TOM NICHOLSON: THE APPROACH
The project attempts to re-animate a colonial image, to re-cast its imaginary projections into a new set of meanings.
Evening shadows encompasses several processes: gathering together the many, many painted copies of H.J. Johnstone’s Evening shadows, backwater of the Murray, South Australia 1880 scattered around Adelaide and amassing them in a salon hang into the gallery traditionally occupied by his painting; an extended drawing process, attempting to re-create in a multi-panel charcoal drawing the negative of the lost photograph on which Johnstone’s painting was (arguably) based (Johnstone was a leading commercial photographer in Melbourne and painted Evening shadows in London); and extensive historical research in Barmah, Victoria, and archives in Melbourne working towards a video work describing the 1939 Cummeragunja walk-off and its history; and a poster-based work ‘ advertising’ the walk-off, which people are invited to display in their front windows or front gardens (like election propaganda), creating a massive dispersed ephemeral work which is public in character but grounded in the domestic.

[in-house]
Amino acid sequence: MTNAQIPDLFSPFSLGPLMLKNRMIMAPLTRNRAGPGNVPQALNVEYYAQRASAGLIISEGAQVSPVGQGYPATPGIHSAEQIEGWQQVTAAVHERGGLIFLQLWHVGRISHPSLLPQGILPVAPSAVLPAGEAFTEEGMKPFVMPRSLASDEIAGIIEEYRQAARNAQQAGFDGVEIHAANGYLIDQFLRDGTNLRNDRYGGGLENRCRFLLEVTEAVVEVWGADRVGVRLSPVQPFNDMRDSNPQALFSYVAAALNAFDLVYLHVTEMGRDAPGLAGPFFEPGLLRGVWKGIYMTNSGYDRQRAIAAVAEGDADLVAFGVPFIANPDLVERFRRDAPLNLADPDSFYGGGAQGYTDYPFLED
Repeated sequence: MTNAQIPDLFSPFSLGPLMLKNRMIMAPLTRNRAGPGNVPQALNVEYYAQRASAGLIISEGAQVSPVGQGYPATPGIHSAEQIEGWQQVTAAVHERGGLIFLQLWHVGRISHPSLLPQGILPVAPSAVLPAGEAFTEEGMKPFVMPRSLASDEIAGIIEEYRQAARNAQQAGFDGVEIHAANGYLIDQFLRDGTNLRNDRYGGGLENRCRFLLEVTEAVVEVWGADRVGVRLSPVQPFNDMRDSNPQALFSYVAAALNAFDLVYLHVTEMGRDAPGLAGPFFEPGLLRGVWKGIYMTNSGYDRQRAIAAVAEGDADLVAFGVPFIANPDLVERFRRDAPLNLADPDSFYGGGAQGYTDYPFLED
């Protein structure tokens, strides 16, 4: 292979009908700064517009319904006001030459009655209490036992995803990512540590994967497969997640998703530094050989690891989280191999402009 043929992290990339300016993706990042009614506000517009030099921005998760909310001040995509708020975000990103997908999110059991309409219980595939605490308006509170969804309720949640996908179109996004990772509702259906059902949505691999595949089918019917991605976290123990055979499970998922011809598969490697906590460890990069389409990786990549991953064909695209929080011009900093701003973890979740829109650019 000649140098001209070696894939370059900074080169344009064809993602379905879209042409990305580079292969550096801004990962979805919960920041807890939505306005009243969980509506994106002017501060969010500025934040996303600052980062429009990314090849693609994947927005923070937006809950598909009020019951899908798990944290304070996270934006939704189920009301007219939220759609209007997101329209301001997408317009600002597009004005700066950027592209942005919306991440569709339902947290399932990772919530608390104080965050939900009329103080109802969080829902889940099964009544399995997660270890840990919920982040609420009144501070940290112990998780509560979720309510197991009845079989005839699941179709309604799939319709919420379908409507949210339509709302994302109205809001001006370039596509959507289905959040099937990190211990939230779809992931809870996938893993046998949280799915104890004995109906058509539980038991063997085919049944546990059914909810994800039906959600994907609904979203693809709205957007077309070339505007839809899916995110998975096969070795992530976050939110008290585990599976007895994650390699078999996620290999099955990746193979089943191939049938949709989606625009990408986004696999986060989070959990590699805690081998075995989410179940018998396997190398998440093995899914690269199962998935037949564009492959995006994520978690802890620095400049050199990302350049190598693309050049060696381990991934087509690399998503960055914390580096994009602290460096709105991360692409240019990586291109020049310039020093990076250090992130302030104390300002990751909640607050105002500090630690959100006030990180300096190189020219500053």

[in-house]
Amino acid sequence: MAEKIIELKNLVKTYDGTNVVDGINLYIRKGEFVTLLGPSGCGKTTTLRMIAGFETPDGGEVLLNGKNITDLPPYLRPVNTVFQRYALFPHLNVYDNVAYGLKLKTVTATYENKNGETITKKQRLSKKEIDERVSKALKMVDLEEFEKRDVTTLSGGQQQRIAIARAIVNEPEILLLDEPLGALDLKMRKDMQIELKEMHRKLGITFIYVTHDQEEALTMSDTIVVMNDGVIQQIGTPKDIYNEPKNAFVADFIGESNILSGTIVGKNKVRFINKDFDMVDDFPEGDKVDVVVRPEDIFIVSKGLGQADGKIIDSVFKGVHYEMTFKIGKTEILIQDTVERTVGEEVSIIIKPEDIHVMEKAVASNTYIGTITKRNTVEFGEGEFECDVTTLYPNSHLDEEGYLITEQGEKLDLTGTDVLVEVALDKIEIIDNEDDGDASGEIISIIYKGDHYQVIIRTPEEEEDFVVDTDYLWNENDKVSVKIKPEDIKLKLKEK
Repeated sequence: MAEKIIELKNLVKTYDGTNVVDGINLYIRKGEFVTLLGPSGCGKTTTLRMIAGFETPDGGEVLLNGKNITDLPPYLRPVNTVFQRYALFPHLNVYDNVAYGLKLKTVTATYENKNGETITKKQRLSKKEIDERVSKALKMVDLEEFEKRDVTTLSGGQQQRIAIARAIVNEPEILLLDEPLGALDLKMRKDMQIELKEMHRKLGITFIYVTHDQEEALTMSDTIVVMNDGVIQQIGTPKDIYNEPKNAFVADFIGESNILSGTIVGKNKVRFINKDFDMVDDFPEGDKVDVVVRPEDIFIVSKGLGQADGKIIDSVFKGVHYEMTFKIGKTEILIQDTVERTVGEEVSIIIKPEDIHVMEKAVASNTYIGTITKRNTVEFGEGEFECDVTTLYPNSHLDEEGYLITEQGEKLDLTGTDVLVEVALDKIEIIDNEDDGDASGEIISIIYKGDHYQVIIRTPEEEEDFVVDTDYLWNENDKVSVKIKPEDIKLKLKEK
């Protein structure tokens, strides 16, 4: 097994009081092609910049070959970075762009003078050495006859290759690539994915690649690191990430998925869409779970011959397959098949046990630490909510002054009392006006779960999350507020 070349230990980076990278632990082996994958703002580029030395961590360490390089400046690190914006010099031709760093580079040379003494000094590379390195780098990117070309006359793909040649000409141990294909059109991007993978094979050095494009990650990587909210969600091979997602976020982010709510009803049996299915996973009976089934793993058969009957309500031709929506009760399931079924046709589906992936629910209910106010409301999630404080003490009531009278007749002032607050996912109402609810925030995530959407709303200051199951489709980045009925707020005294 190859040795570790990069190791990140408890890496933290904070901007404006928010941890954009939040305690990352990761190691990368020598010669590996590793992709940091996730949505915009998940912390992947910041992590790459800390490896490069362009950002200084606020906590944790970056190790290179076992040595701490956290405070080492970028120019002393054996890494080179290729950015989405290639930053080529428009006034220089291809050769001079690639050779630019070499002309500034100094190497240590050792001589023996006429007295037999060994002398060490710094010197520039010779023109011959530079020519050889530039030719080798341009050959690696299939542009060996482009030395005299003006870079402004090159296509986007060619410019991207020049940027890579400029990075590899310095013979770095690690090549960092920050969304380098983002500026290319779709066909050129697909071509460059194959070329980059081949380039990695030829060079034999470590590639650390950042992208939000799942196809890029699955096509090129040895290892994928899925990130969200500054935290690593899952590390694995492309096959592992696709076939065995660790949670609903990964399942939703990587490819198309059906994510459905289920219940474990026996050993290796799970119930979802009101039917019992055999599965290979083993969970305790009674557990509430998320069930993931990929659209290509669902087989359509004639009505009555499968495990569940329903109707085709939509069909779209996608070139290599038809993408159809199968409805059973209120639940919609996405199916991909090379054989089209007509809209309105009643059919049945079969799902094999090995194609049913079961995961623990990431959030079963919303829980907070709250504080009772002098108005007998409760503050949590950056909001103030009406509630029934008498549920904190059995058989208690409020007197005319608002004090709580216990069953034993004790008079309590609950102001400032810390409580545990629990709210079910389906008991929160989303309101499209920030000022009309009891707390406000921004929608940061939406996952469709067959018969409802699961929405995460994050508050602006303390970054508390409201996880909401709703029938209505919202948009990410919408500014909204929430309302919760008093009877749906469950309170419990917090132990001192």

The project attempts to re-animate a colonial image, to re-cast its imaginary projections into a new set of meanings. This re-animation is a reverse archaeological process, re-creating the painting’s source negative through drawing and also ‘excavating’ another (later) event from within the painting’s allegorical narrative.